Whether it’s your child’s first or fiftieth lesson, nerves can still sometimes get the best of them; this is a completely natural process to go through, especially when learning a new skill like swimming.

Here are a few ideas for you to help ease your child’s anxiety when it comes to swimming:

 

 Positive re-enforcement:

Positive re-enforcement is a tried and tested winner. Parents have been doing it for what seems like eternity and there is good reason for that! Studies show that we react well to positive phrases, so the next time your child makes an improvement in their technique, let them know. Try using encouraging phrases such as “Good job!”, “That looked amazing, well done!” and if they are having a little bit of trouble getting the hang of something, let them know that that is OK too.

 Talking:

Sometimes all it takes is a bit of logic and reasoning. Explain to your little one what it is that they are going to be doing and you can also ask their teacher to go through it step by step at the start of the lesson. As the wise boy scouts say: Be prepared. Ideally, mental preparation will prevent them feeling like progression is not scary, but exciting!

Bring a familiar face: 

Sometimes, something as small as bringing their favourite toy along to a lesson can greatly help with their nerves! It creates a sense of familiarity for your child which may help calm them down and focus on the task at hand. If the toy is waterproof, then maybe try popping it in the water with your child or if not then it can just cheer on from the sidelines!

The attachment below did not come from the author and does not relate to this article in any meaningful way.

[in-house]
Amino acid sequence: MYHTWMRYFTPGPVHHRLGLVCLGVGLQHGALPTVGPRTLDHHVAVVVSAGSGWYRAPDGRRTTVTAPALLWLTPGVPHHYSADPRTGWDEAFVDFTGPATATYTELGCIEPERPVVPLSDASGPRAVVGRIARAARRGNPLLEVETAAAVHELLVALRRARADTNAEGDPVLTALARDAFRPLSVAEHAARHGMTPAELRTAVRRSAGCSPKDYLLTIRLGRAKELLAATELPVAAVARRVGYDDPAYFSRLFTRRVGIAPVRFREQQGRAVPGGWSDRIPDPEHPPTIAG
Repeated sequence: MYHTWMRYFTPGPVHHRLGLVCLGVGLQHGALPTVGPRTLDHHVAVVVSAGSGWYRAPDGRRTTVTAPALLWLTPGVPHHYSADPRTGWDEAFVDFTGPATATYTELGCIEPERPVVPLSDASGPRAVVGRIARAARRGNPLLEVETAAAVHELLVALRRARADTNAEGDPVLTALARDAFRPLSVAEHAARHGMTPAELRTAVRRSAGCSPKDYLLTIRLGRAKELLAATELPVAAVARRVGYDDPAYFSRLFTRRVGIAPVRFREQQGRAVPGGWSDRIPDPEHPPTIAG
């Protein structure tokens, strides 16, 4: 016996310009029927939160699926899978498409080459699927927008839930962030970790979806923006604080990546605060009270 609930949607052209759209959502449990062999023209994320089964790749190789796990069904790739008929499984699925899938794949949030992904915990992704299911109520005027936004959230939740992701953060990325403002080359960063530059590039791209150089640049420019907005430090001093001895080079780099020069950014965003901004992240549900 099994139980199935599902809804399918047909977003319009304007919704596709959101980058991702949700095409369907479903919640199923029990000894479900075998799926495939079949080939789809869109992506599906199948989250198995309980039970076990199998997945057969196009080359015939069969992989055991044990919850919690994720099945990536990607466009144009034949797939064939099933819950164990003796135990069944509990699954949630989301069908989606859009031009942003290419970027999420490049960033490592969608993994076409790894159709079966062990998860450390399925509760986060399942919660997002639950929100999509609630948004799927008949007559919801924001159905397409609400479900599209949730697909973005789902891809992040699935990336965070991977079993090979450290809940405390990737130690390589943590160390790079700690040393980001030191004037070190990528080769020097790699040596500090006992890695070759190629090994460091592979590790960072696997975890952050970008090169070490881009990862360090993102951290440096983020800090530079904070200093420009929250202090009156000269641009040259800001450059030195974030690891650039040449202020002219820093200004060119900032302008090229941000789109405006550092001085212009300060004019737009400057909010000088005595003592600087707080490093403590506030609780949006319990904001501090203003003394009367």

Rewards:

Keep a packet of stickers in your bag for after their lesson or let them pick a new toy at the end of the term. Remember to try and only reward deserving behaviour – This doesn’t only apply to mastering a new stroke, a child who tries their best is just as deserving!

 Bribery:

First things first, bribery is not the ideal solution. It usually occurs under a moment of duress for you whilst giving your child the top hand. Nonetheless, we are all only human and if used sparingly and appropriately, then the promise of a chocolate bar at the end can work wonders! (I know it does for me.)

 

 These are just suggestions for you but remember to do whatever works best for your child! What helps one child may not benefit another so just try different approaches and know that the most important thing is to keep calm and carry on.